All Features


  PlayStation 3
  PlayStation 4
  Wii U
  Xbox 360
  Xbox One


Avatar: The Last Airbender - The Burning Earth

Score: 80%
ESRB: Everyone
Publisher: THQ
Developer: THQ Studios Australia
Media: Cartridge/1
Players: 1
Genre: Action/ Platformer (2D)/ Themed

Graphics & Sound:

Playing Game Boy Advance feels like retro gaming these days. The DS isn't exactly the Mona Lisa of graphic sophistication, but you sure do notice the difference playing a GBA game after spending months on DS titles alone. Then there's also the fact that you're down to one screen if you happen to be playing a GBA title on your DS. Not that is makes a big difference from a visual standpoint, but I've always felt that the original GBA provides a superior experience for GBA titles compared to the DS.

Not that you'll see me trading in my DS anytime soon... The olden days of gaming on a Nintendo handheld produced some classic titles and some licensed crap. Luckily, you'll find that Avatar: The Last Airbender - The Burning Earth falls much closer to the former category. Classic it is not, but fun to play and solidly programmed it is. The graphics are pretty static across individual areas and there aren't a lot of places to explore, but the environments you play around in and the characters featured are nicely made. The characters especially will please fans of the show that are excited about a chance to control Aang, Iroh, Katara, Toph, and Zuko. Appa is thrown in for good measure, but not to the extent that it matters much to whether the game rules or blows.

There's no spoken dialogue, but cut-scenes are subtitled and there are segments between the major levels to explain the story. The sounds during battle and in the exploration of each level are central to gameplay. There are some visual cues when you power-up your abilities, but the distinctive sounds of each character's ability help to gauge the correct time to attack. Enemies also have similar cues as to their big attacks. The work done on design in all aspects of The Burning Earth is solid stuff. It's more than enough to please fans and almost enough to justify a purchase by anyone that likes a relatively challenging 2D Platformer.


One of the better things about following a series is that there are reference points for story development. Games with otherwise good qualities have lost their way over a complete lack of plot. Avatar: The Last Airbender - The Burning Earth follows the narrative from the second season of the show, otherwise known as Book 2 - Earth. There isn't nearly enough material in the game, regardless of its adherence to the show. Several secret levels are available to make up for the skimpy main mode, and several tutorials provide a subtle way to extend your playing experience. Unlocking everything is not going to be for the casual player, so the good news is that you won't spend more than a weekend with The Burning Earth unless you're a devoted fan, in which case you might spend a holiday weekend.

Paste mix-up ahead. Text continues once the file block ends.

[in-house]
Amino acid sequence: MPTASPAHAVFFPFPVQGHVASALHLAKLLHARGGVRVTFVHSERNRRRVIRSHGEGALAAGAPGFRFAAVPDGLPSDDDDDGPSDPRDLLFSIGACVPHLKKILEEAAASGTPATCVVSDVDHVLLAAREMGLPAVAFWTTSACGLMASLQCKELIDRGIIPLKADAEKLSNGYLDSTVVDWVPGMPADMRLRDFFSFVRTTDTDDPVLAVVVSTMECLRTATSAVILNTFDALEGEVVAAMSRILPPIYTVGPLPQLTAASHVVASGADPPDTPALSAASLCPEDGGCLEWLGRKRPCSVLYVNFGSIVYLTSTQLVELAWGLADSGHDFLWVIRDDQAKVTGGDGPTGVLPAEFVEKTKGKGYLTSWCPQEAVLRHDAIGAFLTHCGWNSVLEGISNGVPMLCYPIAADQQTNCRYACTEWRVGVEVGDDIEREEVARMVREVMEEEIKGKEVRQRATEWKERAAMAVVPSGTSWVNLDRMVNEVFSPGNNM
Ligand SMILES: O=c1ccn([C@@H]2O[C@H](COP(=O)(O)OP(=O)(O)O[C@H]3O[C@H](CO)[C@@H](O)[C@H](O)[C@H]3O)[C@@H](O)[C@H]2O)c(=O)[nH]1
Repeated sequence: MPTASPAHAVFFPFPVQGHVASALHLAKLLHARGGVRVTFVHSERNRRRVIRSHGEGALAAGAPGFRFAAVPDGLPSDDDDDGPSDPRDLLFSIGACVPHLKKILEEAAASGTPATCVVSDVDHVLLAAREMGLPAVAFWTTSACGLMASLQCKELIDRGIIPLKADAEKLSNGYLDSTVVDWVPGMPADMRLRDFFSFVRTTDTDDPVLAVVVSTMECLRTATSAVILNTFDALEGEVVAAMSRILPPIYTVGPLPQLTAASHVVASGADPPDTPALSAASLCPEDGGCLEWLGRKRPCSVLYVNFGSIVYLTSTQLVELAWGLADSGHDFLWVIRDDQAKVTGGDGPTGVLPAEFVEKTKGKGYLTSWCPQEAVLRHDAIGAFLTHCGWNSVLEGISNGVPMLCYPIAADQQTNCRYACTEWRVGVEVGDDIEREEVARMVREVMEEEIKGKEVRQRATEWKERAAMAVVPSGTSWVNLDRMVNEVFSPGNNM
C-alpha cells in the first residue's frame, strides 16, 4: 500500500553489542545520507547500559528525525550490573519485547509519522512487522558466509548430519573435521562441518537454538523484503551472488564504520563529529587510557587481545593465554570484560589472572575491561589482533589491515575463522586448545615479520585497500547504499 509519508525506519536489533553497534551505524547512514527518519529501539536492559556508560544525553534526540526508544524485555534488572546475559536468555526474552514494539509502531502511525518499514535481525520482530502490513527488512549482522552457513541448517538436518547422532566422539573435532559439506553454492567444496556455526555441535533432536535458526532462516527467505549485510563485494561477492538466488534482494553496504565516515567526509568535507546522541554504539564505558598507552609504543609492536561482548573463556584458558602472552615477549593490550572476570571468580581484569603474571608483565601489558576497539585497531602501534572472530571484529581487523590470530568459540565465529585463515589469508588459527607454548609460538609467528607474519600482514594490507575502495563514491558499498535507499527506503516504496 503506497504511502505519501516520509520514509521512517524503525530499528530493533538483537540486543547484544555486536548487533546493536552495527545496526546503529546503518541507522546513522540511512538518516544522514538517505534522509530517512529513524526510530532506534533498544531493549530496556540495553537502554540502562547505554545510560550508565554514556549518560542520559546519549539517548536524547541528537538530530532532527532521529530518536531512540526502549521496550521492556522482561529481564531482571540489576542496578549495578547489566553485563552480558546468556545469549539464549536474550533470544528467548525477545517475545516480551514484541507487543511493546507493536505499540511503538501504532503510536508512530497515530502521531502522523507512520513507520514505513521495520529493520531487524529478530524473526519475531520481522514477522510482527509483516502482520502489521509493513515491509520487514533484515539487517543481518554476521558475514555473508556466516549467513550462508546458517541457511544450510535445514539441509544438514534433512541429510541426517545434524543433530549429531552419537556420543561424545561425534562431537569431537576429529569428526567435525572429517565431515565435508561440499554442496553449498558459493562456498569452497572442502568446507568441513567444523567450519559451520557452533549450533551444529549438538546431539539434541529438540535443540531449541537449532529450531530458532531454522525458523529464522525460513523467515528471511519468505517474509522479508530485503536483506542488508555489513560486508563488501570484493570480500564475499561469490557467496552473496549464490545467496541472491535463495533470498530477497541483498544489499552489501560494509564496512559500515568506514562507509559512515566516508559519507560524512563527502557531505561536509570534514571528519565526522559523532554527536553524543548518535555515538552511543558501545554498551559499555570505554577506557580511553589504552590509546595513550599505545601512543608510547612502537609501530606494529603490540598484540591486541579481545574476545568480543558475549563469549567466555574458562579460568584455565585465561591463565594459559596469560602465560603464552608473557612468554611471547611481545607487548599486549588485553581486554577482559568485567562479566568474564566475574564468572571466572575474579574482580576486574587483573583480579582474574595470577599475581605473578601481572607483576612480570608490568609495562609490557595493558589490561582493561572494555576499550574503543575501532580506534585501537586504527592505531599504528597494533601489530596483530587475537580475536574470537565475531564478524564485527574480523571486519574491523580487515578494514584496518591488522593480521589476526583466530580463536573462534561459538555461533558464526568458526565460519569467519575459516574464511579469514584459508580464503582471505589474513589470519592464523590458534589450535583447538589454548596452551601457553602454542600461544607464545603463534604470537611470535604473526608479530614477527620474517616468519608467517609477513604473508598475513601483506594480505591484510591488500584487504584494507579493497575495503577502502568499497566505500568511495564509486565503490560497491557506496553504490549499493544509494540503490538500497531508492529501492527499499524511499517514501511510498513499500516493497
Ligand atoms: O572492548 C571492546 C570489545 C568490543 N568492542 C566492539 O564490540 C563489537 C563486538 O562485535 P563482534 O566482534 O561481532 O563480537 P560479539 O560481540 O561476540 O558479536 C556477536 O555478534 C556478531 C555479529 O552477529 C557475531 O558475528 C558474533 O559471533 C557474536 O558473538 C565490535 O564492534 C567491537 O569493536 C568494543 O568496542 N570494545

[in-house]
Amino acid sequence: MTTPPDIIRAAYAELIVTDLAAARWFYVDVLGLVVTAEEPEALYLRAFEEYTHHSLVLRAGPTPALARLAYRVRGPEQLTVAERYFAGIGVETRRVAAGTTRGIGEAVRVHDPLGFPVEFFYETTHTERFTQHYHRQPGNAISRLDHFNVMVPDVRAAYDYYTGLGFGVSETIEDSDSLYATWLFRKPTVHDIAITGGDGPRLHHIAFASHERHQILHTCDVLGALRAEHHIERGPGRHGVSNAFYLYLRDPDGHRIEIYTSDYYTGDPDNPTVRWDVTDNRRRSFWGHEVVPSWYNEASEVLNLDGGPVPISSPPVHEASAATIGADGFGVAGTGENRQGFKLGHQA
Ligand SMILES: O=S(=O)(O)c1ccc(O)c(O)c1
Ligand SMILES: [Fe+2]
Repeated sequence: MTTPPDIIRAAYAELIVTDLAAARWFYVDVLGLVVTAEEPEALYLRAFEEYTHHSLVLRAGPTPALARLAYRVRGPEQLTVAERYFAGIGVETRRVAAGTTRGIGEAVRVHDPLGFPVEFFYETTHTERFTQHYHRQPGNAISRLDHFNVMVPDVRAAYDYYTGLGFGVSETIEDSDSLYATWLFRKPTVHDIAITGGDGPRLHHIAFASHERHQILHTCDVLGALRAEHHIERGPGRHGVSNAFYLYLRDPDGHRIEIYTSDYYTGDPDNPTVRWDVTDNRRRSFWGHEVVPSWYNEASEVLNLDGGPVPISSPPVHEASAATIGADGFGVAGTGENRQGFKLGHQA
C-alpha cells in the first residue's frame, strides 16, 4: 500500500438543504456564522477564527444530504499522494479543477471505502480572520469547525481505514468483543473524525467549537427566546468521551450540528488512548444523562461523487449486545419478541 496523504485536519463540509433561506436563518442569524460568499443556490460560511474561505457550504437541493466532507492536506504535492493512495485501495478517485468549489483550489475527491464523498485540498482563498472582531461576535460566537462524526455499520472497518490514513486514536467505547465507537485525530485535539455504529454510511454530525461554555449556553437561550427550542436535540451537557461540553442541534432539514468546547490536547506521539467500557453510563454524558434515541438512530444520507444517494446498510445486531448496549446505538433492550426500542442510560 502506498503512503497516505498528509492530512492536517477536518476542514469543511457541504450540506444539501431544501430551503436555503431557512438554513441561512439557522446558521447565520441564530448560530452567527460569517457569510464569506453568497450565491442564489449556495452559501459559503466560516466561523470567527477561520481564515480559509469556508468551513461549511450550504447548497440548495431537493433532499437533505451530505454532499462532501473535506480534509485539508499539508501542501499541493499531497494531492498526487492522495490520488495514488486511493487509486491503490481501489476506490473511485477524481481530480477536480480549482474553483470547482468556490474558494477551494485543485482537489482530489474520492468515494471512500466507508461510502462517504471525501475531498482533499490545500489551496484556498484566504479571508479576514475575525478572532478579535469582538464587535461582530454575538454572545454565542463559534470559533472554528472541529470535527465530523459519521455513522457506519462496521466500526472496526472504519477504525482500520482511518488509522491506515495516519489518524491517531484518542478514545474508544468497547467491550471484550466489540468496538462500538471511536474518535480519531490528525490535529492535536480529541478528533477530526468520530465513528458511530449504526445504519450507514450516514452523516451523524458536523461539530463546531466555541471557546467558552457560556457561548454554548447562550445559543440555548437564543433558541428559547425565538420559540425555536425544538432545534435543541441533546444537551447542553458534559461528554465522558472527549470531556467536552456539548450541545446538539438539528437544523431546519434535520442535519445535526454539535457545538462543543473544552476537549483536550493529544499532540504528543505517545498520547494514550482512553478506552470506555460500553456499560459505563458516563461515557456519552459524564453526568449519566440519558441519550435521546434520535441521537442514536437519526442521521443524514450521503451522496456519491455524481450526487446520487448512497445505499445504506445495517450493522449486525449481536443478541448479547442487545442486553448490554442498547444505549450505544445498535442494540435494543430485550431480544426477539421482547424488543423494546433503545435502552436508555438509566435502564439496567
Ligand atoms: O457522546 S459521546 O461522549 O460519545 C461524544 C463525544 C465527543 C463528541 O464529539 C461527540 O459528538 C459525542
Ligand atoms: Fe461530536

The Burning Earth represents a great genre that appeared frequently on GBA and not so much on DS. The co-op gameplay here makes for a nice experience with plenty of flexibility. Two characters at a time, mostly, are what you'll find from level to level. The puzzles in the levels and the enemies you'll battle are only half the equation since you can choose to play differently according to how you handle each character combination. Boss battles and certain special levels force you to play a single character and some puzzles require a certain character's abilities. Most puzzles require both characters working together as the game progresses. Optional tutorials help you master the special skills each character has and the combo skills they gain by working together. Levels are divided between puzzles and heated battles with enemies popping out from the woodwork.